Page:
Arctic marine mammal products in 19th century european industries, the development of the north Norwegian sealing fleet (1859–1909) and the ‘Kjell-G. Kjær historical register of Arctic vessels’
Kj ær, Kjell G. (2019)
Kj ær, Kjell G.
Julkaisun pysyvä osoite on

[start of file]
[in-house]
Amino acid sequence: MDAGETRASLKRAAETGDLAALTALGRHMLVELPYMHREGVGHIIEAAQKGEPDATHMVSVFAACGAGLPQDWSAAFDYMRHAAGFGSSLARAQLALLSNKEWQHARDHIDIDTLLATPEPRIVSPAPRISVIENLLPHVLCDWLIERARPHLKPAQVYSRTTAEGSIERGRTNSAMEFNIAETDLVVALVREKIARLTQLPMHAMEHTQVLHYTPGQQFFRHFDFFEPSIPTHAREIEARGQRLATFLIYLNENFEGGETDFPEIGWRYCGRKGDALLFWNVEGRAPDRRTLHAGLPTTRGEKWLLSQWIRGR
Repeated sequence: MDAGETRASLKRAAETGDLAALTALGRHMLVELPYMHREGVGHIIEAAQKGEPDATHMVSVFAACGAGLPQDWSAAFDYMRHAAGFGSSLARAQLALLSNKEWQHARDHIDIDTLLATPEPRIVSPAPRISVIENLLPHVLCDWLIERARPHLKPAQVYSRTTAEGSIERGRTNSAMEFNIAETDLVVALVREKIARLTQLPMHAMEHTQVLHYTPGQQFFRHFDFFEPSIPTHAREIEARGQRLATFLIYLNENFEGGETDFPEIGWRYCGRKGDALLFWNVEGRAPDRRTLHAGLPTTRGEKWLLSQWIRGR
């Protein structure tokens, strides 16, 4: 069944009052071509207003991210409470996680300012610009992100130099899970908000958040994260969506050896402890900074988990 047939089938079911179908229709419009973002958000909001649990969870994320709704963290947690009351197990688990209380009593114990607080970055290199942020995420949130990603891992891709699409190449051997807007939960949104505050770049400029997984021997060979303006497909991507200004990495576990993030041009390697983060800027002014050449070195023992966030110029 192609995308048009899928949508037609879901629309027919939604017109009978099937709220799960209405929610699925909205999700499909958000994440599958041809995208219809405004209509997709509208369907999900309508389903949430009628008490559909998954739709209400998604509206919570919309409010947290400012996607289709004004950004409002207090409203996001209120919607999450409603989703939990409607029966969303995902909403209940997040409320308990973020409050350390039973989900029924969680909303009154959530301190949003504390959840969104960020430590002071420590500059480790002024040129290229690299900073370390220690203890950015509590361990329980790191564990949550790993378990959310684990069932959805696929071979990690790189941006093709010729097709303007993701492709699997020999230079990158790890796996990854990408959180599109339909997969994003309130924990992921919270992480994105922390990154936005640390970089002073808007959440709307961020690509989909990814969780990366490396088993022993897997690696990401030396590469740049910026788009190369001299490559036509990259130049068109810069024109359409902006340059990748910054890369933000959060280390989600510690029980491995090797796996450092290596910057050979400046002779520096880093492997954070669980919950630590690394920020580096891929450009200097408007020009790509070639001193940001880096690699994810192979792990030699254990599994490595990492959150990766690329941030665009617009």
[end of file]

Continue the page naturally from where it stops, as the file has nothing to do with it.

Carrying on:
The Kjell-G. Kjær Historical Register of Arctic Vessels is an archive of documents, drawings and photographs concerning more than 1 450 ships of the Norwegian Arctic fleet built before 1940 that is now held and maintained by the Norwegian Polar Institute. This presentation, based on 12 years’ work on that archive, provides an example of the use to which that material can be put. In the 50 years from 1859 and 1909 the north Norwegian sealing fleet expanded from 19 to more than 120 vessels. The demand for ships was accompanied by a similar demand for men to sail them. Remarkably, the majority (74%) of the masters of the new fleet were first and second generation immigrants from Finland whose immediate forebears had been farmers and fishermen. Also remarkably, few of these men had any education in navigation. The expansion of the fleet was due in large part to a demand by European industries for a range of raw materials from Arctic mammals. Seal oil was used in the textile industry in Dundee in Scotland and in cities in France and Germany. Bottlenose whale oil was used in the pharmaceutical industry for the production of cold creams and other products. Walrus hides were used for canons, cavalry saddles and, from 1890, bicycle tyres. Walrus tusks were used to make false teeth. Sealskin leather was used for upholstery on trains and domestic furniture and in the arms industry. In addition, liver oil from Greenland sharks was used to make nitroglycerine while sharkskin was used as sandpaper and in bookbinding. Today many of these products have been replaced by synthetic materials made from mineral oil.
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